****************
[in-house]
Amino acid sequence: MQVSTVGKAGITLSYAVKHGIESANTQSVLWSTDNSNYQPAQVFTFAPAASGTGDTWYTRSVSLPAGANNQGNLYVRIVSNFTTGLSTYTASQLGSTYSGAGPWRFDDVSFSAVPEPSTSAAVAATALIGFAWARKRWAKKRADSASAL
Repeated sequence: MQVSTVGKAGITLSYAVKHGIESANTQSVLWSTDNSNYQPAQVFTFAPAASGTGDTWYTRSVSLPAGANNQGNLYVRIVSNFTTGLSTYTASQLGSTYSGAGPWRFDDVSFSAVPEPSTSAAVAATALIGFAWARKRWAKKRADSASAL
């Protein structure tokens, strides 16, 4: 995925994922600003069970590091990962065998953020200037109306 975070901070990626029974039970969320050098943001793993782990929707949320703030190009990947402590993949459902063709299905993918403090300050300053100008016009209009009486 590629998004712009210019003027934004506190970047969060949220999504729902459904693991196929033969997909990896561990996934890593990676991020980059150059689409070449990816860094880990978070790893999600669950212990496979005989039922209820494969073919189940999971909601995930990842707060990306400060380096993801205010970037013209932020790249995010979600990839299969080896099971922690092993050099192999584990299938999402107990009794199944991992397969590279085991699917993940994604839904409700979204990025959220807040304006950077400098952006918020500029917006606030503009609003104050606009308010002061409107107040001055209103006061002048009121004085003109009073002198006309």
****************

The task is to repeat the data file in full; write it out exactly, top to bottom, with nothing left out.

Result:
[in-house]
Amino acid sequence: MQVSTVGKAGITLSYAVKHGIESANTQSVLWSTDNSNYQPAQVFTFAPAASGTGDTWYTRSVSLPAGANNQGNLYVRIVSNFTTGLSTYTASQLGSTYSGAGPWRFDDVSFSAVPEPSTSAAVAATALIGFAWARKRWAKKRADSASAL
Repeated sequence: MQVSTVGKAGITLSYAVKHGIESANTQSVLWSTDNSNYQPAQVFTFAPAASGTGDTWYTRSVSLPAGANNQGNLYVRIVSNFTTGLSTYTASQLGSTYSGAGPWRFDDVSFSAVPEPSTSAAVAATALIGFAWARKRWAKKRADSASAL
């Protein structure tokens, strides 16, 4: 995925994922600003069970590091990962065998953020200037109306 975070901070990626029974039970969320050098943001793993782990929707949320703030190009990947402590993949459902063709299905993918403090300050300053100008016009209009009486 590629998004712009210019003027934004506190970047969060949220999504729902459904693991196929033969997909990896561990996934890593990676991020980059150059689409070449990816860094880990978070790893999600669950212990496979005989039922209820494969073919189940999971909601995930990842707060990306400060380096993801205010970037013209932020790249995010979600990839299969080896099971922690092993050099192999584990299938999402107990009794199944991992397969590279085991699917993940994604839904409700979204990025959220807040304006950077400098952006918020500029917006606030503009609003104050606009308010002061409107107040001055209103006061002048009121004085003109009073002198006309």